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Reviewing the code is the strongest way to verify whether an application is secure. Testing can only prove that an application is insecure.
  
We hope that the OWASP Top 10 is useful to your application security efforts. Please don’t hesitate to contact OWASP with your questions, comments, and ideas, either publicly to owasp-topten@lists.owasp.org or privately to dave.wichers@owasp.org.  
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Reviewing the Code: As a companion to the [https://www.owasp.org/index.php/OWASP_Guide_Project  OWASP Developer’s Guide], and the [https://www.owasp.org/index.php/OWASP_Testing_Project  OWASP Testing Guide], OWASP has produced the [https://www.owasp.org/index.php/Code_Review_Guide  OWASP Code Review Guide] to help developers and application security specialists understand how to efficiently and effectively review a web application for security by reviewing the code. There are numerous web application security issues, such as Injection Flaws, that are far easier to find through code review, than external testing.
  
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Code Review Tools: OWASP has been doing some promising work in the area of assisting experts in performing code analysis, but these tools are still in their early stages. The authors of these tools use them every day when performing their security code reviews, but non-experts may find these tools a bit difficult to use. These include [https://www.owasp.org/index.php/Category:OWASP_Code_Crawler  CodeCrawler], [https://www.owasp.org/index.php/Category:OWASP_Orizon_Project  Orizon], and [https://www.owasp.org/index.php/OWASP_O2_Platform  O2]. Only [https://www.owasp.org/index.php/OWASP_O2_Platform  O2] has been under active development during the past three years.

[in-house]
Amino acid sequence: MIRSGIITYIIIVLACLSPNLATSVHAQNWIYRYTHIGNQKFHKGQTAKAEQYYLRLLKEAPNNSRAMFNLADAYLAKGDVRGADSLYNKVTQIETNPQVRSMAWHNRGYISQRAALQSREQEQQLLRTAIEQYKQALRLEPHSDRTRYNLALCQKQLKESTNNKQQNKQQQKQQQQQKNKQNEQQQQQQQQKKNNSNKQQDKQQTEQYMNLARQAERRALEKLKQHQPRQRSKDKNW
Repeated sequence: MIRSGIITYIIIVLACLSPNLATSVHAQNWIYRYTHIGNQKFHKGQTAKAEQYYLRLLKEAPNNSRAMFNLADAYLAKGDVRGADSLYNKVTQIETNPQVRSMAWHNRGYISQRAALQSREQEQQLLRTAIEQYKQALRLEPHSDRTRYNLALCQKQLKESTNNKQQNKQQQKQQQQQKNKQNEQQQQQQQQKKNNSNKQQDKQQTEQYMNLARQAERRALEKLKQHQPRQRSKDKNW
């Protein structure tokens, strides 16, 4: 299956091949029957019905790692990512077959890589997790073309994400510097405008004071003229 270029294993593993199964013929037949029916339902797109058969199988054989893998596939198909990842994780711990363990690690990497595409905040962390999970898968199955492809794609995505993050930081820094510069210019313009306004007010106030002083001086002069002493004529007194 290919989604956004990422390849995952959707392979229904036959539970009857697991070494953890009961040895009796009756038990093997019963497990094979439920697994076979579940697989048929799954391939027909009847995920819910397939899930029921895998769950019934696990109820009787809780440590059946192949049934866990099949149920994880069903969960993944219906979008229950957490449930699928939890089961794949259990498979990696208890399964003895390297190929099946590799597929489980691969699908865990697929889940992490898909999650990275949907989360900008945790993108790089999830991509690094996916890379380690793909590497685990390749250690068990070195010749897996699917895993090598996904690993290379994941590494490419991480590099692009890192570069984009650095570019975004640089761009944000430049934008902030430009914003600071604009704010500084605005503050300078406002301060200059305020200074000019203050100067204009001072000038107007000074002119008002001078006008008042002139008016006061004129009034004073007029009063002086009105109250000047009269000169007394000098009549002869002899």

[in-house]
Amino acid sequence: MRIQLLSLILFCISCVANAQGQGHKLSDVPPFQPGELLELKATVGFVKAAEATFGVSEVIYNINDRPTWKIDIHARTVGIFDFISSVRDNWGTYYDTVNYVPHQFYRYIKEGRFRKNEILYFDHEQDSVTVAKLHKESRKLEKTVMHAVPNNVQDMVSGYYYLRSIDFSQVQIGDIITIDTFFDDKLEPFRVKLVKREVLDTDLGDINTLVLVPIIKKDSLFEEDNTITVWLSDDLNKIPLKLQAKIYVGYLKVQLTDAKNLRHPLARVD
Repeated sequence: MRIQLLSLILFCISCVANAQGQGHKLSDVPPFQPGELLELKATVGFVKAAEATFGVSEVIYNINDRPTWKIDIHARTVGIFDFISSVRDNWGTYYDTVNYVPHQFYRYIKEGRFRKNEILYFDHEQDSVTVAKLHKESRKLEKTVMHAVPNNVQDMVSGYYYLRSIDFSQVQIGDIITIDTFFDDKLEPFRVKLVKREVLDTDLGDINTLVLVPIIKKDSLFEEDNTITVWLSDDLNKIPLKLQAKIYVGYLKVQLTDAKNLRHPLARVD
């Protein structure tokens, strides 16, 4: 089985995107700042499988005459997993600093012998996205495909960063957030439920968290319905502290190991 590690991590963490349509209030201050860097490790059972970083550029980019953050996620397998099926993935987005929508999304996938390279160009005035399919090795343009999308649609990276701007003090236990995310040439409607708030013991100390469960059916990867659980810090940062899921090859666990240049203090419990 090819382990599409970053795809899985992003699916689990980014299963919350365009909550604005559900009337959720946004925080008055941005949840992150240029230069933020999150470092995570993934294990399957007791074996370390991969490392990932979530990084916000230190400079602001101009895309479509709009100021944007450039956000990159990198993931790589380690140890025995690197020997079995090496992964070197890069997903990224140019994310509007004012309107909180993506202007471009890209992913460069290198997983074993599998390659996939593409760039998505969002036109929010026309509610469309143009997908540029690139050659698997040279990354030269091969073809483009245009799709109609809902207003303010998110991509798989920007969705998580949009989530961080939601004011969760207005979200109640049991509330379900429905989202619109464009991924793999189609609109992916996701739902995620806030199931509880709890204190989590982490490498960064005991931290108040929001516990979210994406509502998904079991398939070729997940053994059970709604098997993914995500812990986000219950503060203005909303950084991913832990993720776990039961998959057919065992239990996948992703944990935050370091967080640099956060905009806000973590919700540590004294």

The Open Web Application Security Project (OWASP) is an open community dedicated to enabling organizations to develop, purchase, and maintain applications that can be trusted. At OWASP you’ll find free and open …
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There are other free, open source, code review tools. The most promising is [http://findbugs.sourceforge.net/index.html  FindBugs], and its new security focused plugin called: [http://h3xstream.github.com/find-sec-bugs/  FindSecurityBugs], both of which are for Java.
  
* Application security tools and standards
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* Complete books on application security testing, secure code development, and security code review
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Testing the Application: OWASP produced the [https://www.owasp.org/index.php/OWASP_Testing_Project  Testing Guide] to help developers, testers, and application security specialists understand how to efficiently and effectively test the security of web applications. This enormous guide, which had dozens of contributors, provides wide coverage on many web application security testing topics. Just as code review has its strengths, so does security testing. It’s very compelling when you can prove that an application is insecure by demonstrating the exploit. There are also many security issues, particularly all the security provided by the application infrastructure, that simply cannot be seen by a code review, since the application is not providing the security itself.  
* Standard security controls and libraries
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* Local chapters worldwide
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* Cutting edge research
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* Extensive conferences worldwide
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* Mailing lists